Document Detail


The risk of altitude decompression sickness at 12,000 m and the effect of ascent rate.
MedLine Citation:
PMID:  14556566     Owner:  NLM     Status:  MEDLINE    
Abstract/OtherAbstract:
INTRODUCTION: Loss of aircraft cabin pressurization can result in very rapid decompression rates. The literature contains reports of increased or unchanged levels of altitude decompression sickness (DCS) resulting from increasing the rate of decompression. We conducted two prospective exposure profiles to quantify the DCS risk at 12,192 m (40,000 ft), and to determine if there was a greater DCS hazard associated with a much higher rate of decompression than typically used during past DCS studies. METHODS: The 63 human subjects participated in 80 altitude chamber decompression exposures to a simulated altitude of 12,192 m (2.72 psia; 18.75 kPa) for 90 min, following preoxygenation with 100% oxygen for 90 min. Half of the subject-exposures involved an 8-min decompression (1,524 mpm; 5,000 fpm) and the other half experienced a 30-s decompression (mean of 24,384 mpm; 80,000 fpm). Throughout each ascent and exposure, subjects were seated at rest and breathed 100% oxygen. At altitude, they were monitored for precordial venous gas emboli (VGE) and DCS symptoms. RESULTS: The higher decompression rate yielded 55.0% DCS and 72.5% VGE and the lower rate produced 47.5% DCS and 65.0% VGE. Chi square and log rank tests based on the Kaplan-Meier analyses indicated no difference in the incidence or onset rate of DCS or VGE observed during the two profiles. CONCLUSION: Decompression rate to altitude up to 24,384 mpm was found not to have an effect on DCS risk at altitude. However, research is needed to define the DCS risk with decompression rates greater than 24,384 mpm. It was also found that the onset time to DCS symptoms decreases as altitude increases.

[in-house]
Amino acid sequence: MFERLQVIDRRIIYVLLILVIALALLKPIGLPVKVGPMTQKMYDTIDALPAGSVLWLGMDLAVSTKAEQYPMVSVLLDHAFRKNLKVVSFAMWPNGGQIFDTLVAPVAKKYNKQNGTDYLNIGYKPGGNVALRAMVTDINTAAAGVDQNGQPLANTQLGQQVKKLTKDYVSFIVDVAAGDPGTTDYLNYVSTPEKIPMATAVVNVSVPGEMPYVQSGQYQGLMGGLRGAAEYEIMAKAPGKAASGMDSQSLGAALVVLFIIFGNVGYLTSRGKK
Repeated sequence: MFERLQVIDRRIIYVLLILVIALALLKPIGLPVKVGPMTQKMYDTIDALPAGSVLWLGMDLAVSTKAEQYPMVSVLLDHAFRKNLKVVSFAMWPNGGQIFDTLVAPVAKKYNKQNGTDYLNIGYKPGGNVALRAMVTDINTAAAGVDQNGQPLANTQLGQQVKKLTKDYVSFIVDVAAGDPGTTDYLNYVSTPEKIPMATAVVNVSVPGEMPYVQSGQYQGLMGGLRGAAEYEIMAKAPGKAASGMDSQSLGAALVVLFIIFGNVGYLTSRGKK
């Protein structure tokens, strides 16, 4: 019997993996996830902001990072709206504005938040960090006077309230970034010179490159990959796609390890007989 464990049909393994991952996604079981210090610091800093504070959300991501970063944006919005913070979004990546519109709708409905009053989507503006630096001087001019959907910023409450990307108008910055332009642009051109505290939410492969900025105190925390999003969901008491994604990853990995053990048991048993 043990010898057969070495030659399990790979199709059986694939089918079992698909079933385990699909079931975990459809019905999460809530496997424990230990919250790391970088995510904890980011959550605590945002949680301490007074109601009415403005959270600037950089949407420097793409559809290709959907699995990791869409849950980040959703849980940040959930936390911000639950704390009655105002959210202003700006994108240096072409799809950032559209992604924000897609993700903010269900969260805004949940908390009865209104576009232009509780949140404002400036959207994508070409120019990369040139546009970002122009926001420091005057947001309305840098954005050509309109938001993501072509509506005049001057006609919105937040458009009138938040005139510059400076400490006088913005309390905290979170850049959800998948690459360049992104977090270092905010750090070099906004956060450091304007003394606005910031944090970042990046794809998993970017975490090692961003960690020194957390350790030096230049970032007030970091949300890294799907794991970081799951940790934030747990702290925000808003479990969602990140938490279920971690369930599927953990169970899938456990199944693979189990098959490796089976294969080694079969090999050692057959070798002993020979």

Authors:
Andrew A Pilmanis; James T Webb; Nandini Kannan; Ulf I Balldin
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Publication Detail:
Type:  Journal Article; Research Support, U.S. Gov't, Non-P.H.S.    
Journal Detail:
Title:  Aviation, space, and environmental medicine     Volume:  74     ISSN:  0095-6562     ISO Abbreviation:  Aviat Space Environ Med     Publication Date:  2003 Oct 
Date Detail:
Created Date:  2003-10-14     Completed Date:  2004-01-20     Revised Date:  2006-11-15    
Medline Journal Info:
Nlm Unique ID:  7501714     Medline TA:  Aviat Space Environ Med     Country:  United States    
Other Details:
Languages:  eng     Pagination:  1052-7     Citation Subset:  IM; S    
Affiliation:
Air Force Research Laboratory, 2485 Gillingham Drive, Brooks City-Base, TX 78235-5105, USA. andrew.pilmanis@brooks.af.mil
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MeSH Terms
Descriptor/Qualifier:
Adult
Aircraft*
Altitude*
Decompression Sickness / physiopathology*
Embolism, Air / physiopathology
Female
Humans
Male
Prospective Studies
Risk Factors

From MEDLINE®/PubMed®, a database of the U.S. National Library of Medicine


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